Monday, December 20, 2010

The Handpainted Lab


A room plastered with handprints marks the end of a long-standing tradition. For over a decade each graduating senior in the computer science major has placed a painted handprint onto the lab’s brightly colored walls. The hands signify the many hours of study and research of a class’ four years, their sense of community, and provides a visual for current students to see the imprints of the scholars before them.

The lab, based in MacDonald Hall, has been home base to the computer science major for over 25 years. But as the last week of classes came to a close for the fall term, this department was just getting started. Over the break, the computer science major will close shop in MacDonald Hall as they prepare to relocate in Gordon’s newest academic building on campus—the Ken Olsen Science Center.

Stephen Brinton and Russell Bjork, two of Gordon’s computer science faculty, reminisce over the years spent in their unusually decorated but homey “hand-painted” lab. “It’s not unusual to find our students huddled in the corner of this room with the glow of computer screens lighting their faces,” says Brinton. “The MacDonald lab is a small place, and it served us well by unifying students within the major. But the new space will create a lot of opportunity.”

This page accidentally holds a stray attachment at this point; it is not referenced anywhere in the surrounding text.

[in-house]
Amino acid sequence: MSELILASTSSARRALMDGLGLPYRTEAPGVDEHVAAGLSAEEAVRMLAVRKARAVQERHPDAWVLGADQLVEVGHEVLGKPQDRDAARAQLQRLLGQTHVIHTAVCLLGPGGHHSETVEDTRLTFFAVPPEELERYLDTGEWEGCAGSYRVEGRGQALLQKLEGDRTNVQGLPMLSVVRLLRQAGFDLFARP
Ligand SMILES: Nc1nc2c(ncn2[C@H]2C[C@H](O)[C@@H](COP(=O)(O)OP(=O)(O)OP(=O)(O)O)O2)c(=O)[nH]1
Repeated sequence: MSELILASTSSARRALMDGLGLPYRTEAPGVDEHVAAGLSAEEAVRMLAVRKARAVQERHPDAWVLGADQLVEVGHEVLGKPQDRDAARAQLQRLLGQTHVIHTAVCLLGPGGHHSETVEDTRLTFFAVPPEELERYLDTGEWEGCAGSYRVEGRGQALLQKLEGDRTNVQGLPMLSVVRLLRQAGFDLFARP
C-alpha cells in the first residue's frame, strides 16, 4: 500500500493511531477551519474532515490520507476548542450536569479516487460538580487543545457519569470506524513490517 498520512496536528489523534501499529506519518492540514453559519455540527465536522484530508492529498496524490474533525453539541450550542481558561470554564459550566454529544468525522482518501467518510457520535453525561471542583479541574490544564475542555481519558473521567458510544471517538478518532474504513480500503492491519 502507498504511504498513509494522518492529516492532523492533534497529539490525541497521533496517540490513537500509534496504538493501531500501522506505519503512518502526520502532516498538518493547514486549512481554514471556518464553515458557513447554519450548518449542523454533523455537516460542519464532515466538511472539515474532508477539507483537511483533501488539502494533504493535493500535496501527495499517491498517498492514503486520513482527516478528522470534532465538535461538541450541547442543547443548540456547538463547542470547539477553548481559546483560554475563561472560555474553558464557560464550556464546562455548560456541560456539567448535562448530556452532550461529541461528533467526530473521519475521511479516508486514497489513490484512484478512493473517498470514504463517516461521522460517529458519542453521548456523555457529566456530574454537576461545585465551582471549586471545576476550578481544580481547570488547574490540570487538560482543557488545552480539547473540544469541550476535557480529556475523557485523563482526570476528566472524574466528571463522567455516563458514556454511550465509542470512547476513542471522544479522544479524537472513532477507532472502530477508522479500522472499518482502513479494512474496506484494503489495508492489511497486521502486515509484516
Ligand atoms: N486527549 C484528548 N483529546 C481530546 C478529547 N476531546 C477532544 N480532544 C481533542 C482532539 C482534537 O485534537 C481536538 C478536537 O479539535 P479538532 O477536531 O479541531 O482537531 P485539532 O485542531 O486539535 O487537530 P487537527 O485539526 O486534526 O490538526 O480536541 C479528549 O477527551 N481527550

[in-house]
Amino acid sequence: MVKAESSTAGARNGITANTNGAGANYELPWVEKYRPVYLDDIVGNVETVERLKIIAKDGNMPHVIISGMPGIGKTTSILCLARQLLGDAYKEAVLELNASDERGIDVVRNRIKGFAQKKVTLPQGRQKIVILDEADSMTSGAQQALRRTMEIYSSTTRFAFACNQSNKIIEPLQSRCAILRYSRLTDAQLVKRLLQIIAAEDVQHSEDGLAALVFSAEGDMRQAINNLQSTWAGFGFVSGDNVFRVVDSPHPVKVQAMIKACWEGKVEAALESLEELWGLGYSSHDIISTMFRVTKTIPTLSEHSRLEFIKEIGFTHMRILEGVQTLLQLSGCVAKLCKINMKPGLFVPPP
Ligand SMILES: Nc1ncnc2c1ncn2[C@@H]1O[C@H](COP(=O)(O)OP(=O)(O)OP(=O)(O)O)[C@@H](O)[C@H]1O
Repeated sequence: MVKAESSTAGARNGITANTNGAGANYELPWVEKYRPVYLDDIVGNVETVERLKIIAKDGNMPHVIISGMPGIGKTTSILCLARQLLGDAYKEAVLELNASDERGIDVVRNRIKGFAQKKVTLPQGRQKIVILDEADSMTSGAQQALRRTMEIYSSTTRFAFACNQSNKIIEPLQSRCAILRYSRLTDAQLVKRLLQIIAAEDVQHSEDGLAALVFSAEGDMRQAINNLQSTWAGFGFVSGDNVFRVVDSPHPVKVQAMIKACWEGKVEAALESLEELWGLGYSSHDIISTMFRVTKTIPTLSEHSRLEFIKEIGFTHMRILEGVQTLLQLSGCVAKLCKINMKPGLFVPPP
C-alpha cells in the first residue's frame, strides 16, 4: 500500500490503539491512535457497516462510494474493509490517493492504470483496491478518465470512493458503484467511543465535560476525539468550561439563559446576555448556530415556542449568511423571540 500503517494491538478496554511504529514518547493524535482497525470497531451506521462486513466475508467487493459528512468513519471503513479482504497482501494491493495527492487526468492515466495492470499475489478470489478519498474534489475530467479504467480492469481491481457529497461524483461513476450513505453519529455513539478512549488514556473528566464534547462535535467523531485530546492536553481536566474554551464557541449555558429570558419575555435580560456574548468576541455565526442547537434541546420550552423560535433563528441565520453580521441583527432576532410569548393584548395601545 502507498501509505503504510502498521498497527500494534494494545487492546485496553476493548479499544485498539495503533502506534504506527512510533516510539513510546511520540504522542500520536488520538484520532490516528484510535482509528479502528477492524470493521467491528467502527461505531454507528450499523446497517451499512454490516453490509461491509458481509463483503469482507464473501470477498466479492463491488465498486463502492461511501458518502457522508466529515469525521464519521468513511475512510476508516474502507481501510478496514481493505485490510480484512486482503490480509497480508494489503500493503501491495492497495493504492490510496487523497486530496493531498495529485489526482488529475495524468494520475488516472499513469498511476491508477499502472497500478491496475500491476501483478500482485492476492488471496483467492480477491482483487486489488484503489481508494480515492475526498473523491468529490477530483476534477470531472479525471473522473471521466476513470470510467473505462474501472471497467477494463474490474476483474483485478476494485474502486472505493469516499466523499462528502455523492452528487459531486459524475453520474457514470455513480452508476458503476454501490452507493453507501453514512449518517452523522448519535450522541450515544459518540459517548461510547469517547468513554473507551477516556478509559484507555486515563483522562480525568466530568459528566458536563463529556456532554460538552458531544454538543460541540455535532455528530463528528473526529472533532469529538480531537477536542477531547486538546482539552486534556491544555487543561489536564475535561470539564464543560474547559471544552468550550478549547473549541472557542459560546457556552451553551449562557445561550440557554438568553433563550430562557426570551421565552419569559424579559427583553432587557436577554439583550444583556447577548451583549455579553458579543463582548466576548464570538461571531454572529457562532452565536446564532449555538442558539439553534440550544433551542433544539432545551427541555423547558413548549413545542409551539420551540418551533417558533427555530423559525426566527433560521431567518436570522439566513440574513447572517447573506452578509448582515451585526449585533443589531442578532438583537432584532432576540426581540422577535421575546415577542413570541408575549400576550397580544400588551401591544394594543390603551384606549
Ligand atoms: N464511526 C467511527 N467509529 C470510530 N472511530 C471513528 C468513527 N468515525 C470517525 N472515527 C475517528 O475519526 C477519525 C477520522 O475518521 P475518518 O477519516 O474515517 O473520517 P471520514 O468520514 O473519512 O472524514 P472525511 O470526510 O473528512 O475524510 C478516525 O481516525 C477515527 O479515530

The move will centralize the computer science major, placing it in closer proximity to many other science disciplines such as physics, chemistry and engineering.

Bjork, one of the first computer science professors at Gordon 30 years ago, is excited for the new collaborative opportunities for his students. “Forging links between the majors is of utmost importance,” said Bjork. “That same interdisciplinary collaboration will also show students outside our program the value of computer science today.”

“We will miss the handprints of all the past students,” said Brinton. “But we’re brainstorming ways we can take a segment of it with us. You'll have to visit us come the spring term and see just how.”

The first hand prints made their mark on the computer science lab nearly 14 years ago. The prints, under a sign for the Class of 1997, are centered on the back wall of the lab. Photo: Professor Bjork lays his hand amongst the prints of graduates from 1997.

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